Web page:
Around $2 billion was received by the five best-paid individuals, who were also central to creating the highly risky asset structures that brought the financial system to the edge of the abyss.
Unfortunately, political disunity in the face of financial pressure always ends up being far more damaging to democracy and the economy than instinctive patriotism.
A better system to rebalance the world economy is as necessary as it is unlikely. All we can look forward to is the next G-20 communiqué.
Reconciling growth and fighting inflation is not impossible, but it does require that the government overcome its deep-seated suspicion of opening China's markets to imports.
The new IMF framework is welcome, but countries will need the freedom to manage their capital account more than ever in the years ahead.
Global economy is caught in a duel between healing and disruptive influences, in which it can ill afford any further intensification of the latter.
By providing an honest, rigorous assessment of the major reform proposals, the Independent Banking Commission has performed an invaluable service, and deserves recognition for a job elegantly done.
One thing is certain: at all but extremely low doses – perhaps only slightly higher than background levels – radiation causes cancer.
One is that they intervene directly in markets, both domestic and across borders, to reduce competition and volatility while they rebuild their buffering capacity. Another is that they muzzle democracy to suppress public anger. A third is that they find scapegoats.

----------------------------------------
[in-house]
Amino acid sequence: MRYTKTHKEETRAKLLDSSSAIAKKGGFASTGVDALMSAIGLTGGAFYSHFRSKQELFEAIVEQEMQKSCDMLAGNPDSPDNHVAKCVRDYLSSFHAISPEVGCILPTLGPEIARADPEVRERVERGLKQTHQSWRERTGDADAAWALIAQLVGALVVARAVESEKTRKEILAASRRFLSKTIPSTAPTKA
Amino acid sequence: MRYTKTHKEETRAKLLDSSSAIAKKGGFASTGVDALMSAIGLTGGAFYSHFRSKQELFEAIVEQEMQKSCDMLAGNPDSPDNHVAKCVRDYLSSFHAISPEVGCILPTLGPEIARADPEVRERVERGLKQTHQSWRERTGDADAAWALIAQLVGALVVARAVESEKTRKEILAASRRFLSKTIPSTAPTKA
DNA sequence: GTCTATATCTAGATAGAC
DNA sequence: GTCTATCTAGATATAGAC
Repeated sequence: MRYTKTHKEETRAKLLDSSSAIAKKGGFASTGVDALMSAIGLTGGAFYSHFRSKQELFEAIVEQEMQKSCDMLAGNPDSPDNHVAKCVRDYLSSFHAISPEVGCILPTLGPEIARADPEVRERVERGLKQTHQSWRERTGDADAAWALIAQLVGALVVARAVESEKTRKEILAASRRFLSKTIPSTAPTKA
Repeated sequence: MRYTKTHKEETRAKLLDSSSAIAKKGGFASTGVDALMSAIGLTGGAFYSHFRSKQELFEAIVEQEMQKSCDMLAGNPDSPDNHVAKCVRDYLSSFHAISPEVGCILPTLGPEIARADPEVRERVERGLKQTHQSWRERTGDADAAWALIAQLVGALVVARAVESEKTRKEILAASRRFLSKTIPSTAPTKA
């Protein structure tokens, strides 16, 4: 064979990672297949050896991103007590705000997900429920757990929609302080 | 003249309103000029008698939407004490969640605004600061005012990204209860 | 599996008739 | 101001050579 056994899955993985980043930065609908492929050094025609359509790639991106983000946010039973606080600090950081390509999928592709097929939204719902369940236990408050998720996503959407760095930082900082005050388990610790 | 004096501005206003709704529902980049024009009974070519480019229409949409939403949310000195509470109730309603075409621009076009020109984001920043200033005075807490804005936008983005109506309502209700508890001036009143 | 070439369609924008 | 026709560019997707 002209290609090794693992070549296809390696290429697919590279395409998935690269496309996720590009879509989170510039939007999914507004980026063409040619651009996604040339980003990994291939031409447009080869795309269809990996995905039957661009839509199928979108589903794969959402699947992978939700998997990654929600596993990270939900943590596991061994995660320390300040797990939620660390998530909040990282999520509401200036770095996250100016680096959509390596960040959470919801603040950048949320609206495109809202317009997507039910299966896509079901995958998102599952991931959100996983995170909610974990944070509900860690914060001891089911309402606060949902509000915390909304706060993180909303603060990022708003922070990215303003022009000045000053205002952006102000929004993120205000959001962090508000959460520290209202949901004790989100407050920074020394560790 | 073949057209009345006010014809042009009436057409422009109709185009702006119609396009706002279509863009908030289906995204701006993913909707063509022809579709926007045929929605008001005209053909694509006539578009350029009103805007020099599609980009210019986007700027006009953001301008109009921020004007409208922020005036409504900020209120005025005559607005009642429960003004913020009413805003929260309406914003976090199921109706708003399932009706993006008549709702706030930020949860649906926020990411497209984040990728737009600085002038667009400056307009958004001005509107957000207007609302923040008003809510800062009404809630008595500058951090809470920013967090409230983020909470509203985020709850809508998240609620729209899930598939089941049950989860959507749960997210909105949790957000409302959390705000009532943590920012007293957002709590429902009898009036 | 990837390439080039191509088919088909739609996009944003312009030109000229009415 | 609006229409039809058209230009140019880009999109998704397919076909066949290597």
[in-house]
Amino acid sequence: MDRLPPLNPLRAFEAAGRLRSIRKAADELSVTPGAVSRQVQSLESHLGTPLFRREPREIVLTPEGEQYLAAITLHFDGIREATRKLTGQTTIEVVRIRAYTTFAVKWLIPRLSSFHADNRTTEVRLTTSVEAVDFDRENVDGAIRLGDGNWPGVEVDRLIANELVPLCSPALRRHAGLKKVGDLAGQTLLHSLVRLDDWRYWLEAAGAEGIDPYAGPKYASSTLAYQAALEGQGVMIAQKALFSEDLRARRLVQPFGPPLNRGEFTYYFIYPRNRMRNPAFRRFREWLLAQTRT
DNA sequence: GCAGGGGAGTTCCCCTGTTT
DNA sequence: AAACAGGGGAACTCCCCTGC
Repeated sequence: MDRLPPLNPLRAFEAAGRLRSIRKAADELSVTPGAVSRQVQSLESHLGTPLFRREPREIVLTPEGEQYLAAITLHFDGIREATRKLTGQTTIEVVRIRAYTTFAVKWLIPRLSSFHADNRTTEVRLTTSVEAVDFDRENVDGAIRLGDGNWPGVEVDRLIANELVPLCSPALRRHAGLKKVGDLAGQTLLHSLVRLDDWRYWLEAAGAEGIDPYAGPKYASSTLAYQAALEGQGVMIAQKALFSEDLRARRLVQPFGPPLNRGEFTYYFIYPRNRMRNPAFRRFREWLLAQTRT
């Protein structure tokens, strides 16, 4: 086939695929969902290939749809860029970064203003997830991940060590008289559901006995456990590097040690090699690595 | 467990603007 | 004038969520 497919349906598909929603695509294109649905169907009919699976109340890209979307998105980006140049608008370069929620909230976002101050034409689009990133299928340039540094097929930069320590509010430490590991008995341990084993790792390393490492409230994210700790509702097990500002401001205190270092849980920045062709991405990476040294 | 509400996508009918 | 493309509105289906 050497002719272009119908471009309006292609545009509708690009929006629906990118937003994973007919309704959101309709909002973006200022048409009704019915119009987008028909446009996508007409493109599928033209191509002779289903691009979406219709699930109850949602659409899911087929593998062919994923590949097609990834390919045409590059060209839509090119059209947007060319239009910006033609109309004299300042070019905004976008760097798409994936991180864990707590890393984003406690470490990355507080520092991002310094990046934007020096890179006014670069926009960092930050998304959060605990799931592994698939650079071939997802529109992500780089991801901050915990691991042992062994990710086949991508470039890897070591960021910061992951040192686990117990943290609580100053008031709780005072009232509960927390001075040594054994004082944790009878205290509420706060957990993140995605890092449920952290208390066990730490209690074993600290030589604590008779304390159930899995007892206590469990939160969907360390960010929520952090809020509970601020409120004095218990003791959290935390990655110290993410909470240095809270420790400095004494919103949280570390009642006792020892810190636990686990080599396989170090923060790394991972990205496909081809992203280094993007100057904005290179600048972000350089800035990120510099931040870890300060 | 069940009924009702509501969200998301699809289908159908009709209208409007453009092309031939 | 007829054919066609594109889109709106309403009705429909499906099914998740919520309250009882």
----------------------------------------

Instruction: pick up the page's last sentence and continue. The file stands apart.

The new emphasis on national budgetary rules is a welcome development – but it is only a first step.
There have been indications of a gradual thaw. Senior officials from the ministries of commerce, defense, and foreign affairs will meet in the next two months followed by a meeting of the foreign ministers.
What is needed is a root and branch transformation of the way that economic activity is carried out in all Arab nations.
The G-20 should adopt a modest proposal this year: a limited expansion of the International Monetary Fund’s current system of Special Drawing Rights (SDRs).
If democracy is to take hold and flourish in Egypt, Tunisia, and elsewhere in the Arab world, the new reform-minded governments must make the youth unemployment crisis their highest priority.
What may cause even greater dissension is a renewed clash of national interests as inflation rates within the eurozone diverge.
Editors’ Picks »
- 1China to Cut Reserve Ratio for Some Rural Banks
- 2China M2 up 12.1Pc, Outstanding Yuan Loans 13.9 Pc in March
- 3Delayed Response to Tainted Water Raises Concerns
- 4China's FDI Inflow down 1.47% in March
- 5China's MMG to Acquire Las Bambas
- 6China’s Rare Earth Exchange Begins Trading Following WTO Ruling
- 7Alibaba’s Q4 Net Income More than Doubles Ahead of IPO
- 8China Trade Fair Shadowed by Weak Exports
- 9Embassy Says 2 Chinese Nationals Aboard Capsized S.Korean Ship
- 10South Korean Ferry Sinks off South Coast